Computer Games - Character Design - Fundamentals

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    22-Nov-2014
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This material has been produced to be used on the BTEC Level 3 Games Development Extended Diploma (formerly National Diploma) course delivery. This resource can be adapted and amended for other relevant courses.

Transcript of Computer Games - Character Design - Fundamentals

  • 1. Story Development Computer Games Analysis//Theory//Production//ScriptWriting Character Development in Video Games
  • 2. Story Development Computer Games Analysis//Theory//Production//ScriptWriting Outline Goals of character design Relationship between player and avatar Art-driven character design Story-driven character design Putting theory into practice Summary
  • 3. Story Development Computer Games Analysis//Theory//Production//ScriptWriting Goals of Character Design Enhance story Emotional response Characters to identify with and care about Competently constructed Credible within the game style
  • 4. Story Development Computer Games Analysis//Theory//Production//ScriptWriting Goals of Character Design Create characters that people Find intriguing (even if a villain) Can believe in Can identify with Distinctive enough to be memorable
  • 5. Story Development Computer Games Analysis//Theory//Production//ScriptWriting Avatars Player- designed Specific & nonspecific avatars Control mechanisms Designing an avatar character
  • 6. Story Development Computer Games Analysis//Theory//Production//ScriptWriting Avatar Flexibility differs by genre Role-playing games usually greatest Race, sex, hair, physical attributes, etc. Typically no personality but what is created Goal is tools for players to create themselves
  • 7. Story Development Computer Games Analysis//Theory//Production//ScriptWriting Non Specific Avatar Designer doesnt specify anything Text-based adventure games Allows very tight connection between player and avatar Dead Spaces Isaac Clarke Limiting for designer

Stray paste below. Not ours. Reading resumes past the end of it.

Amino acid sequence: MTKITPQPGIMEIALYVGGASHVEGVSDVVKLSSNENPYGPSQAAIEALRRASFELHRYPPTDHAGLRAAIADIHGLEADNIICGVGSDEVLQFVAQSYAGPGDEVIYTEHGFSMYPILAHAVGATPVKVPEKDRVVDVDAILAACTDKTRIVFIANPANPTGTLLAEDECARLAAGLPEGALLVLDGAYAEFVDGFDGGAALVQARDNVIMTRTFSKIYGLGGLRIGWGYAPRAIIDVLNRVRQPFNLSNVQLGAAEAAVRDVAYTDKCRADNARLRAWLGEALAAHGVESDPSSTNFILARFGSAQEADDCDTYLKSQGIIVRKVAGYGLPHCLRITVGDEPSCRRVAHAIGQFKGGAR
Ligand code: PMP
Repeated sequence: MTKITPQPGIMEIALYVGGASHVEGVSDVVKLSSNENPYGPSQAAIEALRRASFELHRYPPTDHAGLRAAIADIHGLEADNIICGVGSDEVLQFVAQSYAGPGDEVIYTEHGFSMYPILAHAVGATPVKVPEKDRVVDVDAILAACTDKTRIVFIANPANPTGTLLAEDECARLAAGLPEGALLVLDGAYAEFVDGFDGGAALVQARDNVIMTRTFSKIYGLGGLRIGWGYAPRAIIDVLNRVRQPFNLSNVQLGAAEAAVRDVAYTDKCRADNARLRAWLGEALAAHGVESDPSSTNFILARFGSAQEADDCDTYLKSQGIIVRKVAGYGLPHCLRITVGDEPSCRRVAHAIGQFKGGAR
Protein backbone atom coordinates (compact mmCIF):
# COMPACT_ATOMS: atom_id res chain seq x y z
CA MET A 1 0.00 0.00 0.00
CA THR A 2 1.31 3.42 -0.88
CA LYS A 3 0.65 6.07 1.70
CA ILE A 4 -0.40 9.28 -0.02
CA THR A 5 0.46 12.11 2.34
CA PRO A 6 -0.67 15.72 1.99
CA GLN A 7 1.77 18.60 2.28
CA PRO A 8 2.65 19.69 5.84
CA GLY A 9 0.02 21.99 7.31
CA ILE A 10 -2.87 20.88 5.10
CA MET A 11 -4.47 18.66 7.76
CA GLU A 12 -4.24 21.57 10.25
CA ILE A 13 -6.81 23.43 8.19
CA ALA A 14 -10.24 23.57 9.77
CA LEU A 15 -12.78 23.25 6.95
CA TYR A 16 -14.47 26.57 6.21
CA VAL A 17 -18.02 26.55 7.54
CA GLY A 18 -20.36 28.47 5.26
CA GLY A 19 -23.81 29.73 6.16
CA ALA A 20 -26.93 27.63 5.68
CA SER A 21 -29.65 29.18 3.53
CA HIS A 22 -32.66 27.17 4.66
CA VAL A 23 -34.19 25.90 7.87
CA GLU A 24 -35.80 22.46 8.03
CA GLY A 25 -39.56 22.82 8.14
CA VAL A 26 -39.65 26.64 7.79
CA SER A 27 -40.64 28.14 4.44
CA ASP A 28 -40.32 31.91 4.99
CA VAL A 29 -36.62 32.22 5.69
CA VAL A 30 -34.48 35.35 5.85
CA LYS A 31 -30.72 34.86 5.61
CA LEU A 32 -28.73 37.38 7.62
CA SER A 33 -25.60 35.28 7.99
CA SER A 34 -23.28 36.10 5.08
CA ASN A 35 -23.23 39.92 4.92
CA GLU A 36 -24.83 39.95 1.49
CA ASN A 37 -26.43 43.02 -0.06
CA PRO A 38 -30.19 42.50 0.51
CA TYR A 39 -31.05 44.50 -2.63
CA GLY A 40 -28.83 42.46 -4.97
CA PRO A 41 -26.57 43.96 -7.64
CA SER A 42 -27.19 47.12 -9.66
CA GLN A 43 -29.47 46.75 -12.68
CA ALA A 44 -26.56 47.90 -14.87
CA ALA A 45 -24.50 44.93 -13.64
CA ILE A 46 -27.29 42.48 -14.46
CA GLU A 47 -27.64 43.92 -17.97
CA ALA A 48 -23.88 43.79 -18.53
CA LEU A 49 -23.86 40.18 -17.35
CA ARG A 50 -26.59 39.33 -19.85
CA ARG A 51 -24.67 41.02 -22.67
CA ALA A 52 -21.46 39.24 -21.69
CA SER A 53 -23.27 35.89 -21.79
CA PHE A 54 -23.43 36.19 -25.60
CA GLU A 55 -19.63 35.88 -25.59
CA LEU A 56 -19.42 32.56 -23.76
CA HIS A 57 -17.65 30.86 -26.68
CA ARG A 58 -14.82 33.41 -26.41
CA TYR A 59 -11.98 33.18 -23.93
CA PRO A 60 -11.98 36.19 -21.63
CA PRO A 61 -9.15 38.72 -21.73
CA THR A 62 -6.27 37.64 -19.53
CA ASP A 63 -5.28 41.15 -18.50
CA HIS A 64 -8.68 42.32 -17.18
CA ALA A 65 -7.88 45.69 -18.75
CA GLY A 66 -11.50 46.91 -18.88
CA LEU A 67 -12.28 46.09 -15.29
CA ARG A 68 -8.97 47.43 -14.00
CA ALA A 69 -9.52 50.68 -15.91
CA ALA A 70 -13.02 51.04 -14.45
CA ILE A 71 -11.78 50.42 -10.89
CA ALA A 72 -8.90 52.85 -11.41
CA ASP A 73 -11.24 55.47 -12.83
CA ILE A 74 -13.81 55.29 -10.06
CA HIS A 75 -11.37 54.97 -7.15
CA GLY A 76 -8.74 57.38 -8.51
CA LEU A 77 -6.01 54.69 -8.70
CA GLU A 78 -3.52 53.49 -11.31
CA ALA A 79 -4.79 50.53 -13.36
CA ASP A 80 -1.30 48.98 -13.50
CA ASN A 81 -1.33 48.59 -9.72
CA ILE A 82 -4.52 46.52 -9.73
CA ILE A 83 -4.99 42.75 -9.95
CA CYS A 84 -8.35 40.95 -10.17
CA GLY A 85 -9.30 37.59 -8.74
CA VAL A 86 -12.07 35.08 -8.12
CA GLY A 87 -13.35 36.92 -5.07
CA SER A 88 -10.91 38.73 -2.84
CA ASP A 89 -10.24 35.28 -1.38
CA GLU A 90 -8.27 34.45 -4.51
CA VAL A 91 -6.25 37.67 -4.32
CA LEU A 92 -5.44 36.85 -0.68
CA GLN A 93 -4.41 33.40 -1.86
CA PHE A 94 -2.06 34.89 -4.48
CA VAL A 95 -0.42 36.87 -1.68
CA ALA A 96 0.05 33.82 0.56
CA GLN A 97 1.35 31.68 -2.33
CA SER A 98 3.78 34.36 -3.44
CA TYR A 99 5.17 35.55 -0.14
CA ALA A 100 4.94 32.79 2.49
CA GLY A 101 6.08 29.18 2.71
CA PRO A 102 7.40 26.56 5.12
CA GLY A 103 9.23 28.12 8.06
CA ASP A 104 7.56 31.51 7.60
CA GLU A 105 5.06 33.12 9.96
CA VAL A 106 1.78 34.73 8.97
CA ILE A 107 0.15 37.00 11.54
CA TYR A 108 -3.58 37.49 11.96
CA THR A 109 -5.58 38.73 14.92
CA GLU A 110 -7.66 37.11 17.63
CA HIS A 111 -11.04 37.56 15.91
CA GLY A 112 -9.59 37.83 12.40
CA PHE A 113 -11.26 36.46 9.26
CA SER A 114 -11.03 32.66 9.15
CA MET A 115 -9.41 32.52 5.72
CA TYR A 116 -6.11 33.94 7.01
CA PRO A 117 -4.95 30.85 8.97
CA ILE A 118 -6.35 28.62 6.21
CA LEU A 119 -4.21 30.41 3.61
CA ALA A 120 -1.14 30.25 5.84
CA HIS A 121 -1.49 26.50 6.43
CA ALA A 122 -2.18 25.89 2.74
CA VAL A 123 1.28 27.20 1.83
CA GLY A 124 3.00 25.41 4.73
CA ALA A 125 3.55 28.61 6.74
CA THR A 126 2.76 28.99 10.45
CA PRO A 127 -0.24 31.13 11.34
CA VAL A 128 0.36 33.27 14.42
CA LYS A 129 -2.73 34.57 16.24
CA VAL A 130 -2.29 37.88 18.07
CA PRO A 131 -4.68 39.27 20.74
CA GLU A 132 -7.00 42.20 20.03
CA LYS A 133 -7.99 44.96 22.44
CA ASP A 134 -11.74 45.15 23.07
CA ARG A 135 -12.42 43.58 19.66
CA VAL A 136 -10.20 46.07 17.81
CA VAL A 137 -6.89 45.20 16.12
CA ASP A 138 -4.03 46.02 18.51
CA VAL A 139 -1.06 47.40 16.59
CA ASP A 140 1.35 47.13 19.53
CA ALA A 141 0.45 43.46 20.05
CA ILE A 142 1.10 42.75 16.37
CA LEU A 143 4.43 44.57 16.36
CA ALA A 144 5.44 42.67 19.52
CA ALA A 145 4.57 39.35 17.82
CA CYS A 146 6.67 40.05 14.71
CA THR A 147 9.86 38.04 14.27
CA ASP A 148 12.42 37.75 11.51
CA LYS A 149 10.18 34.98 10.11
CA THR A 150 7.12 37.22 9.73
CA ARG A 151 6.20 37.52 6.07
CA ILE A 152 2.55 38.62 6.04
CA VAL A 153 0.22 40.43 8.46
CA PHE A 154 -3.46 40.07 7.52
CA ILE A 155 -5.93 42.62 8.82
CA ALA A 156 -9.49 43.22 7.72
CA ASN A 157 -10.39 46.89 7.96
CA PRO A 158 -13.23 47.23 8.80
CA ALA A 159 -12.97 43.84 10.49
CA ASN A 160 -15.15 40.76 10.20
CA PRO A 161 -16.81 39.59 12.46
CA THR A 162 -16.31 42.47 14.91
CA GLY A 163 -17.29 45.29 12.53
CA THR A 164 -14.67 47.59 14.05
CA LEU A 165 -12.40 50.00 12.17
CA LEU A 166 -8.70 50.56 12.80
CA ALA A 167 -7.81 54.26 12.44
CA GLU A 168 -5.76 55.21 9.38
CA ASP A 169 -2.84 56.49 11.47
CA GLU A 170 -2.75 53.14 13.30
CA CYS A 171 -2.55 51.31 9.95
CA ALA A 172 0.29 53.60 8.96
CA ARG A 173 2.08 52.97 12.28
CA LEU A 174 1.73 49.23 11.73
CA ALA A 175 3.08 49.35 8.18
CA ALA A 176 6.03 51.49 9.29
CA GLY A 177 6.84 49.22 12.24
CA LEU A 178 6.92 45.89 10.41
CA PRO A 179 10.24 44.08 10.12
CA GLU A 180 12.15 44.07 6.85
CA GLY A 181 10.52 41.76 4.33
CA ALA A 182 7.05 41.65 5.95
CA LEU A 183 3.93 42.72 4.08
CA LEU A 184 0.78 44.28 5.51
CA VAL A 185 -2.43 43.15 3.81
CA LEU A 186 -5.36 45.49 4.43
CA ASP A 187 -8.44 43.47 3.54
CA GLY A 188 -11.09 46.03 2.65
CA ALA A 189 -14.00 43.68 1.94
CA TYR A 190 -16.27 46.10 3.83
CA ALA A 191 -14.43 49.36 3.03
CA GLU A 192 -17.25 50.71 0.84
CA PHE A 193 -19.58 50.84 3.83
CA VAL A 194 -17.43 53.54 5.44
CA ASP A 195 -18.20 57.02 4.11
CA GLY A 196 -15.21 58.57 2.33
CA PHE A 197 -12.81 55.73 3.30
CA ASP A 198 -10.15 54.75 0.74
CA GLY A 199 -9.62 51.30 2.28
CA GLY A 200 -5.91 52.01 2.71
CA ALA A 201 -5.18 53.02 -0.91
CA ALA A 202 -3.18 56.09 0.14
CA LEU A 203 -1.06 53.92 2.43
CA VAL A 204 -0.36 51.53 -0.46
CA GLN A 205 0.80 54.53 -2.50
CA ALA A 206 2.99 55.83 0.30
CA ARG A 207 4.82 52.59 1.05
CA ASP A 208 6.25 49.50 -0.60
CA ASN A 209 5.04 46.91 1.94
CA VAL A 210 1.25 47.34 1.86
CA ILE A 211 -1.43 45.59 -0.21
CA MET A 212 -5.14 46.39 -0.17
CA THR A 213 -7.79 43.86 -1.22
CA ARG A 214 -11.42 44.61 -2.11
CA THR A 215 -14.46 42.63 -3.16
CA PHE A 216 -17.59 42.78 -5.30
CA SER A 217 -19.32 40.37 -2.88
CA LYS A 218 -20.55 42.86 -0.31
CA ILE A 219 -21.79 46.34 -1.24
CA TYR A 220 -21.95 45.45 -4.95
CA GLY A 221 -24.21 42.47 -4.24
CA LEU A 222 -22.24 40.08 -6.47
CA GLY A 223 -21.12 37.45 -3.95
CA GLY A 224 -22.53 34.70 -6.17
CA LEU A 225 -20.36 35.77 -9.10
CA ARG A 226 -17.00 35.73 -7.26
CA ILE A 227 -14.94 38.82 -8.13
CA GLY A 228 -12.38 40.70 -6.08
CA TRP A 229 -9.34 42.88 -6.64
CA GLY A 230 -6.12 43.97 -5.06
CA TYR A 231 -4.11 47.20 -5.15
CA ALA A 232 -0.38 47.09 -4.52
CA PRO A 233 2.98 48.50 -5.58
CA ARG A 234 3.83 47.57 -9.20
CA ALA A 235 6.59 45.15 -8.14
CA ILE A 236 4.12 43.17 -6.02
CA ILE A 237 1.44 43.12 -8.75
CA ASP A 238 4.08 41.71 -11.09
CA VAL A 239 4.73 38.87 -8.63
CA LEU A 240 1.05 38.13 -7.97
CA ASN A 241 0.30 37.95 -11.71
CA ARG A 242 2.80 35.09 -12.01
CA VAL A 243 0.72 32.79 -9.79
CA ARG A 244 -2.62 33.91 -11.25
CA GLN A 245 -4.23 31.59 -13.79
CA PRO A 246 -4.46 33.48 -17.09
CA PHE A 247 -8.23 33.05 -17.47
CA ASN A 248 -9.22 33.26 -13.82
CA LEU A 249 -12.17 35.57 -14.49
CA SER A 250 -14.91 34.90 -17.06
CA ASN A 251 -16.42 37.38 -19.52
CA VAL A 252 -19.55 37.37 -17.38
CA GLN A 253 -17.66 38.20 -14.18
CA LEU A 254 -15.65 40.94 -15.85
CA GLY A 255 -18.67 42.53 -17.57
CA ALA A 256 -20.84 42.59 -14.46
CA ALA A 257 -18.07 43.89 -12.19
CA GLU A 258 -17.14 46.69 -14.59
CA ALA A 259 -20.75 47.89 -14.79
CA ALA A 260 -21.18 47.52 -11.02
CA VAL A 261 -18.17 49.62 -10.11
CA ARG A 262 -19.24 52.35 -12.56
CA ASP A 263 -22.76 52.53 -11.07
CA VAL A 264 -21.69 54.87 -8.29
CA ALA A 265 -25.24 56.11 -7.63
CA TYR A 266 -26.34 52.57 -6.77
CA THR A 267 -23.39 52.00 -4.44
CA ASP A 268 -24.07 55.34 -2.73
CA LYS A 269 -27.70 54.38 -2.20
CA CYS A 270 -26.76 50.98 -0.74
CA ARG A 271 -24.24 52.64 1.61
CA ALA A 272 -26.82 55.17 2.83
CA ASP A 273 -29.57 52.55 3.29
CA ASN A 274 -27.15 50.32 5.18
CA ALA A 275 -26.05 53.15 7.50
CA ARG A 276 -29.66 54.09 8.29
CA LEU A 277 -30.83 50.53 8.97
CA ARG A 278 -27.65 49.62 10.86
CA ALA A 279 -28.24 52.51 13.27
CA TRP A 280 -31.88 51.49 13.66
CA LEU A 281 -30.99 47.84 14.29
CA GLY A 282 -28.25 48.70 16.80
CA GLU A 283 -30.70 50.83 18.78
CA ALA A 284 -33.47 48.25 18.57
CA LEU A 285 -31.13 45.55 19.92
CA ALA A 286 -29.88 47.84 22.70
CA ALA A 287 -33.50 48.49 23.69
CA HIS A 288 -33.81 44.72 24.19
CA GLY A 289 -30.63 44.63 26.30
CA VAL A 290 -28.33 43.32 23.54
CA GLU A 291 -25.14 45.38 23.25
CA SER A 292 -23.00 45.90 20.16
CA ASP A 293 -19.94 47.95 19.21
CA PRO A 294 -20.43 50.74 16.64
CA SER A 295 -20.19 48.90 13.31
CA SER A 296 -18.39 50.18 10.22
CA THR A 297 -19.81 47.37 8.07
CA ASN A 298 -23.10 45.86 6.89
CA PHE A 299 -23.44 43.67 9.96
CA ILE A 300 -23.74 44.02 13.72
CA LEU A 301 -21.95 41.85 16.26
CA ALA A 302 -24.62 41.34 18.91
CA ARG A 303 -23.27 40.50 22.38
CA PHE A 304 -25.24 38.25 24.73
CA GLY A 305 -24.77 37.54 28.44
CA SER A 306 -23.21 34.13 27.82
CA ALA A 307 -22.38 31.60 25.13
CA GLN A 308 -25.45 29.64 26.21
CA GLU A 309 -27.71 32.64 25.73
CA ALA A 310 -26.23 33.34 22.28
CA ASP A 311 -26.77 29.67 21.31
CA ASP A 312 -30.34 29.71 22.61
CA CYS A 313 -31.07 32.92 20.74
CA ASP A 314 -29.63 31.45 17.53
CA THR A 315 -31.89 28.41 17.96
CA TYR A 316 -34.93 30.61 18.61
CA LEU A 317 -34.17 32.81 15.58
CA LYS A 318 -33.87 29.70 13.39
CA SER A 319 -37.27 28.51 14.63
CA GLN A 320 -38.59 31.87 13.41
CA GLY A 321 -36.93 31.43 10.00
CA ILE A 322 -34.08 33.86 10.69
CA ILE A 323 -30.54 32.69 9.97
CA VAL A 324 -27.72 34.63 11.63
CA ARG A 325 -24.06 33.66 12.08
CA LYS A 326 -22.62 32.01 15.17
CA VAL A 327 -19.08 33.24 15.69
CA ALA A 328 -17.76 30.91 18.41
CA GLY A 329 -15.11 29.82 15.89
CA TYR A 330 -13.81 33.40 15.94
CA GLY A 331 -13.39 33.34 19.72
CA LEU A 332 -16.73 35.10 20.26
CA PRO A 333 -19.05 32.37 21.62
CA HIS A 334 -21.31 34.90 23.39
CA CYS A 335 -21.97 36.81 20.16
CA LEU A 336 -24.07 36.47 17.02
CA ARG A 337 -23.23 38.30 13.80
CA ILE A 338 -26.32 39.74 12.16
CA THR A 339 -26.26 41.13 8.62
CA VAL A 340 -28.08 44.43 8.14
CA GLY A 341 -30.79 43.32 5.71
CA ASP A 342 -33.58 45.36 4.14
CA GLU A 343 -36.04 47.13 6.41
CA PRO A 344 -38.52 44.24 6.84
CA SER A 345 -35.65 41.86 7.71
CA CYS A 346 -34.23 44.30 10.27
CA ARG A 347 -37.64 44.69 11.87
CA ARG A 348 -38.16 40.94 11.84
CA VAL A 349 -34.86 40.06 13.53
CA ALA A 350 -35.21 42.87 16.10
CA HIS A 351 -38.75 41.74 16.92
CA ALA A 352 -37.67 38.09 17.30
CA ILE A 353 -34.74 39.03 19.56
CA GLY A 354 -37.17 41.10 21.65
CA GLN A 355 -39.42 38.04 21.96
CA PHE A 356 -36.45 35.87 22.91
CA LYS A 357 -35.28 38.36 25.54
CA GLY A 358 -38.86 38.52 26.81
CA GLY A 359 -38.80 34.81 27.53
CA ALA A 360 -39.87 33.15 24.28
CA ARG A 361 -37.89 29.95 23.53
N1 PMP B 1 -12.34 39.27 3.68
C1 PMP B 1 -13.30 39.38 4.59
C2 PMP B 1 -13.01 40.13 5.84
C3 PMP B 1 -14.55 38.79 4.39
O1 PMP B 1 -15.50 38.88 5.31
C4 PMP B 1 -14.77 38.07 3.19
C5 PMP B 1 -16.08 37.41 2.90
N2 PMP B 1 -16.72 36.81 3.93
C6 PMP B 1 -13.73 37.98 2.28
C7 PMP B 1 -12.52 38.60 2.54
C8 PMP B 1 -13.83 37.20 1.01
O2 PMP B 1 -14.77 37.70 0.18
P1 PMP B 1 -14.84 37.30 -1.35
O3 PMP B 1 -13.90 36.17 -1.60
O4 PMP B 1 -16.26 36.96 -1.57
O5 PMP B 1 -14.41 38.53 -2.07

• 8. Story Development Computer Games Analysis//Theory//Production//ScriptWriting Specific Avatar Goals Personality of their own Belong in the game Begins with visual depiction Players relationship more complex Identify with, not become In extreme, avatar can reject players guidance The Longest Journeys April Ryan
  • 9. Story Development Computer Games Analysis//Theory//Production//ScriptWriting Semi Specific Avatar Only partially characterized Better to make cartoonish Common with action game avatars Mario Lara Croft Beyond the bare facts of her biography, her perfect vacuity means we can make Lara Croft into whoever we want her to be. Steven Pool, Laras Story
  • 10. Story Development Computer Games Analysis//Theory//Production//ScriptWriting Control Mechanisms Indirect (point and click) Doesnt steer avatar, points to where to go. Player as disembodied guide friend More likely specific avatar Direct Player steers avatar through game world, doing a variety of actions as necessary More likely nonspecific or semi- specific
  • 11. Story Development Computer Games Analysis//Theory//Production//ScriptWriting Designing the Avatar Nonspecific, semi-specific or specific Visual, psychological, social Direct or indirect control Goal: character the player can identify with qualities they can appreciate
  • 12. Story Development Computer Games Analysis//Theory//Production//ScriptWriting Visual Design Realism doesnt matter, self-consistency does Pac-Man Lara Croft Purely artistic characters tend to be more superficial and one-dimensional Lets the player impose his own personality